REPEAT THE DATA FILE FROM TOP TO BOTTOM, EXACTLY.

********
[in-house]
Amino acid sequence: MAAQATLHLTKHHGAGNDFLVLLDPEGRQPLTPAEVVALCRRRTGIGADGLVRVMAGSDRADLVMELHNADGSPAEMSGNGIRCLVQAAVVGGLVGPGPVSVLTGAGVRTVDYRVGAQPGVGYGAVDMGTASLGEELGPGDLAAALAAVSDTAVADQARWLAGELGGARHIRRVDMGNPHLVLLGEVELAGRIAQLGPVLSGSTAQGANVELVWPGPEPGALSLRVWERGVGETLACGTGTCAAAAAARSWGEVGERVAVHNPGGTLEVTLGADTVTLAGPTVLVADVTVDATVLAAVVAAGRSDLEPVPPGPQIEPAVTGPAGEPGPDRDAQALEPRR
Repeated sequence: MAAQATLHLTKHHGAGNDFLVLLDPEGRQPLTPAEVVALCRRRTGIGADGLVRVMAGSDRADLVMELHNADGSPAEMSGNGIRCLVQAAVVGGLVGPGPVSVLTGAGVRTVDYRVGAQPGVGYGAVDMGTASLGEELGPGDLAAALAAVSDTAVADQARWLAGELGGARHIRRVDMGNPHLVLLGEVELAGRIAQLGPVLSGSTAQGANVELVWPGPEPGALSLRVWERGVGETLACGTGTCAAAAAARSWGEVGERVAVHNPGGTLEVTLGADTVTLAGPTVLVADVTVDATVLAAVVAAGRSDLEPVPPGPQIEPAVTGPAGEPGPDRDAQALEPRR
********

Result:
[in-house]
Amino acid sequence: MAAQATLHLTKHHGAGNDFLVLLDPEGRQPLTPAEVVALCRRRTGIGADGLVRVMAGSDRADLVMELHNADGSPAEMSGNGIRCLVQAAVVGGLVGPGPVSVLTGAGVRTVDYRVGAQPGVGYGAVDMGTASLGEELGPGDLAAALAAVSDTAVADQARWLAGELGGARHIRRVDMGNPHLVLLGEVELAGRIAQLGPVLSGSTAQGANVELVWPGPEPGALSLRVWERGVGETLACGTGTCAAAAAARSWGEVGERVAVHNPGGTLEVTLGADTVTLAGPTVLVADVTVDATVLAAVVAAGRSDLEPVPPGPQIEPAVTGPAGEPGPDRDAQALEPRR
Repeated sequence: MAAQATLHLTKHHGAGNDFLVLLDPEGRQPLTPAEVVALCRRRTGIGADGLVRVMAGSDRADLVMELHNADGSPAEMSGNGIRCLVQAAVVGGLVGPGPVSVLTGAGVRTVDYRVGAQPGVGYGAVDMGTASLGEELGPGDLAAALAAVSDTAVADQARWLAGELGGARHIRRVDMGNPHLVLLGEVELAGRIAQLGPVLSGSTAQGANVELVWPGPEPGALSLRVWERGVGETLACGTGTCAAAAAARSWGEVGERVAVHNPGGTLEVTLGADTVTLAGPTVLVADVTVDATVLAAVVAAGRSDLEPVPPGPQIEPAVTGPAGEPGPDRDAQALEPRR